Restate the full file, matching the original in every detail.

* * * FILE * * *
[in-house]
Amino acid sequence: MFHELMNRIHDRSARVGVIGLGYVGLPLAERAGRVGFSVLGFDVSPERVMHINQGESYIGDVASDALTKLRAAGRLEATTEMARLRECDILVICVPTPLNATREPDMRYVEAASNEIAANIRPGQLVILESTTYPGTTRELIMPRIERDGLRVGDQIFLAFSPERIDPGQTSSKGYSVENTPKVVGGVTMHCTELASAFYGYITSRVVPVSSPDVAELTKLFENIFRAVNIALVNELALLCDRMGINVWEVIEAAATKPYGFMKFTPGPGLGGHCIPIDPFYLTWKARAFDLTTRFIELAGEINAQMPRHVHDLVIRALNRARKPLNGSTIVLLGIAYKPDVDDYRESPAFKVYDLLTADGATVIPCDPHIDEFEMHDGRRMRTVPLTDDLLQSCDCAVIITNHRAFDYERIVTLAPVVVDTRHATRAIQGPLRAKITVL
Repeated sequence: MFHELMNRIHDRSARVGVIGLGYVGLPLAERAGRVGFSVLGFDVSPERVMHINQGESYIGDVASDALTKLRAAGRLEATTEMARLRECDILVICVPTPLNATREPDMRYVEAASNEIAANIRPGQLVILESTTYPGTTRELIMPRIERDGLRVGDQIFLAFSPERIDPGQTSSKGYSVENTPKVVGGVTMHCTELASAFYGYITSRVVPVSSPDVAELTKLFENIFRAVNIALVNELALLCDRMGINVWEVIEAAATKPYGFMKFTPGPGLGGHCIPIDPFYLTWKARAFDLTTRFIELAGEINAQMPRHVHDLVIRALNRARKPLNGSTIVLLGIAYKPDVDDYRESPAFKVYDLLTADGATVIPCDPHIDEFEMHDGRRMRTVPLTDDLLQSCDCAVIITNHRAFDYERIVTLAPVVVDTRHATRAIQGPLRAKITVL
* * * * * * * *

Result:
[in-house]
Amino acid sequence: MFHELMNRIHDRSARVGVIGLGYVGLPLAERAGRVGFSVLGFDVSPERVMHINQGESYIGDVASDALTKLRAAGRLEATTEMARLRECDILVICVPTPLNATREPDMRYVEAASNEIAANIRPGQLVILESTTYPGTTRELIMPRIERDGLRVGDQIFLAFSPERIDPGQTSSKGYSVENTPKVVGGVTMHCTELASAFYGYITSRVVPVSSPDVAELTKLFENIFRAVNIALVNELALLCDRMGINVWEVIEAAATKPYGFMKFTPGPGLGGHCIPIDPFYLTWKARAFDLTTRFIELAGEINAQMPRHVHDLVIRALNRARKPLNGSTIVLLGIAYKPDVDDYRESPAFKVYDLLTADGATVIPCDPHIDEFEMHDGRRMRTVPLTDDLLQSCDCAVIITNHRAFDYERIVTLAPVVVDTRHATRAIQGPLRAKITVL
Repeated sequence: MFHELMNRIHDRSARVGVIGLGYVGLPLAERAGRVGFSVLGFDVSPERVMHINQGESYIGDVASDALTKLRAAGRLEATTEMARLRECDILVICVPTPLNATREPDMRYVEAASNEIAANIRPGQLVILESTTYPGTTRELIMPRIERDGLRVGDQIFLAFSPERIDPGQTSSKGYSVENTPKVVGGVTMHCTELASAFYGYITSRVVPVSSPDVAELTKLFENIFRAVNIALVNELALLCDRMGINVWEVIEAAATKPYGFMKFTPGPGLGGHCIPIDPFYLTWKARAFDLTTRFIELAGEINAQMPRHVHDLVIRALNRARKPLNGSTIVLLGIAYKPDVDDYRESPAFKVYDLLTADGATVIPCDPHIDEFEMHDGRRMRTVPLTDDLLQSCDCAVIITNHRAFDYERIVTLAPVVVDTRHATRAIQGPLRAKITVL